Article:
New South Georgia medical school expected to boost rural health care
Philadelphia College of Osteopathic Medicine’s new medical school in Moultrie. Photo courtesy of Philadelphia College of Osteopathic Medicine
South Georgia’s first four-year medical school is set to start classes next week, marking a new institute that school staff and state officials hope will boost health care services in rural parts of the state.
The new medical school, run by the nonprofit Philadelphia College of Osteopathic Medicine, is in Moultrie, an agricultural center of about 14,000 residents between Albany and Valdosta. Construction of the school’s $30 million, 75,000-square-foot building wrapped up last month, according to PMOC spokeswoman Barbara Myers.
The school’s first class of 55 students was chosen from more than 3,000 applicants, Myers said in a phone interview Wednesday. It will open with 21 faculty members and a total staff, she said. Classes start on Monday.
Of the 55 students enrolled in this year, 20 live in Georgia, said Jim Matney, CEO of Colquitt Regional Medical Center. Six students are from South Georgia, and Matney said, “there’s a real high probability they’ll stay here.”
Dr. Michael Sampson, the school’s chief academic officer, said the incoming students hail from Georgia and elsewhere in the Southeast and were picked in part because they showed interest in treating patients in rural communities. He expects many students will remain in South Georgia for their residencies after graduating, and noted the Philadelphia-based college already works with five hospitals in South Georgia.
Those hospitals include Colquitt Regional Medical Center, South Georgia Medical Center, Tift Regional Medical Center, Archbold Medical Center and Phoebe Putney Memorial Hospital.
“We didn’t build the campus here in South Georgia just to be another campus,” Sampson said. “We built it in rural Georgia to train physicians in the nuances of rural medicine.”
Rural hospitals in Georgia, already sparse in poorer areas where residents face heightened health problems, have seen staff and service reductions amid financial strain in recent years. The state Department of Community Health lists four of the five hospitals that Sampson mentioned as among the 50 most financially stressed in the state and qualified for Georgia’s tax-deductible donation program.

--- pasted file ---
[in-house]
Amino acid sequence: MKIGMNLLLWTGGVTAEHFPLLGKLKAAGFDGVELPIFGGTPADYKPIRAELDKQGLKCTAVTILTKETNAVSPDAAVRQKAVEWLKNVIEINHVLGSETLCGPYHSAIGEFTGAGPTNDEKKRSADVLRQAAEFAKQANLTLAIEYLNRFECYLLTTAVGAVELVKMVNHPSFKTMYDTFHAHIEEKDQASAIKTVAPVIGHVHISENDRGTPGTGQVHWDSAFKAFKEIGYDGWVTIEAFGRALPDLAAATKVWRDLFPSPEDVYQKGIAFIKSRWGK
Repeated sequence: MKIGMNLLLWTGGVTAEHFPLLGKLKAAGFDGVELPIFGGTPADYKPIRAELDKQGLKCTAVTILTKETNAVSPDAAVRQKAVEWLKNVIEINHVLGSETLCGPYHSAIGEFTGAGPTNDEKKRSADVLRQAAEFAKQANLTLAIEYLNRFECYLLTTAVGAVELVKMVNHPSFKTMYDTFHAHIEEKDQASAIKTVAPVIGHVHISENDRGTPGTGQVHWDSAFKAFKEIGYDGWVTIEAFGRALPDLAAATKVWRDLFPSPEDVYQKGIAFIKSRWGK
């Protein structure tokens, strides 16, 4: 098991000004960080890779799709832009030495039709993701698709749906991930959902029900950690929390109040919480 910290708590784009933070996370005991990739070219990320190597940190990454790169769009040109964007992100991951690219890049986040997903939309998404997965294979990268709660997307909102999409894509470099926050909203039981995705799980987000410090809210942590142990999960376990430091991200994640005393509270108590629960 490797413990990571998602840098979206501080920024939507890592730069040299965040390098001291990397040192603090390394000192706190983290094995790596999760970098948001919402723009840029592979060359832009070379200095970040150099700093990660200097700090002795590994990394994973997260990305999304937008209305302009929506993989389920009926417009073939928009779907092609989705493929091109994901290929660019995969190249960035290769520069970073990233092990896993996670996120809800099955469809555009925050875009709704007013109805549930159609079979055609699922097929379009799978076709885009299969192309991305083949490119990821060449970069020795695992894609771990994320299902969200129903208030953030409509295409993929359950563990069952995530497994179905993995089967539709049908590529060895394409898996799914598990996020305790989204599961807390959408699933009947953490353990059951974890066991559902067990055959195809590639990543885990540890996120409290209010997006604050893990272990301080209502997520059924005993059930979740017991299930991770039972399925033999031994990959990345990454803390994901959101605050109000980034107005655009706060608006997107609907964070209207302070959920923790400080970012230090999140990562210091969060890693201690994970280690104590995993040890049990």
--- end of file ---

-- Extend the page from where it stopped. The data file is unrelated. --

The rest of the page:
The new school is a welcome addition to South Georgia for Tommie Beth Willis, the president of the Moultrie-Colquitt County Chamber of Commerce. The school should help boost the number of doctors in South Georgia and bolster services especially at Colquitt County Medical Center,” she said Wednesday. The center completed a $30 million expansion to its Moultrie facility in 2014.
“It’s just going to make health care more readily available,” Willis said of the school. “We feel like the training hospital will definitely complement what we already have.”
The college’s other medical school, in Suwanee, already serves as a pipeline for some students to undertake residencies in south Georgia hospitals, Sampson said. The Suwanee school opened in 2005.
The Moultrie students, whose average age is 25, will start clinical rotations in family medicine, pediatrics, OB/GYN and surgery starting in their second year, then pursue specialty rotations before graduating, Sampson said. They will pursue degrees in osteopathic medicine, which Sampson said mirrors medical doctorate studies but also emphasizes a more “holistic point of view” involving therapeutic techniques and health education on top of traditional medical practices. Both osteopathic physicians and medical doctors are issued the same type of license by Georgia’s medical board.
Overall, Matney said the new school should help keep local hospitals like Colquitt Regional stocked with doctors in a state where most medical students train north of Macon and go on to join hospitals in the Atlanta metro area.
“This (school) is probably the most significant solution at addressing healthcare disparities in rural Georgia through increasing the number of physicians,” Matney said.
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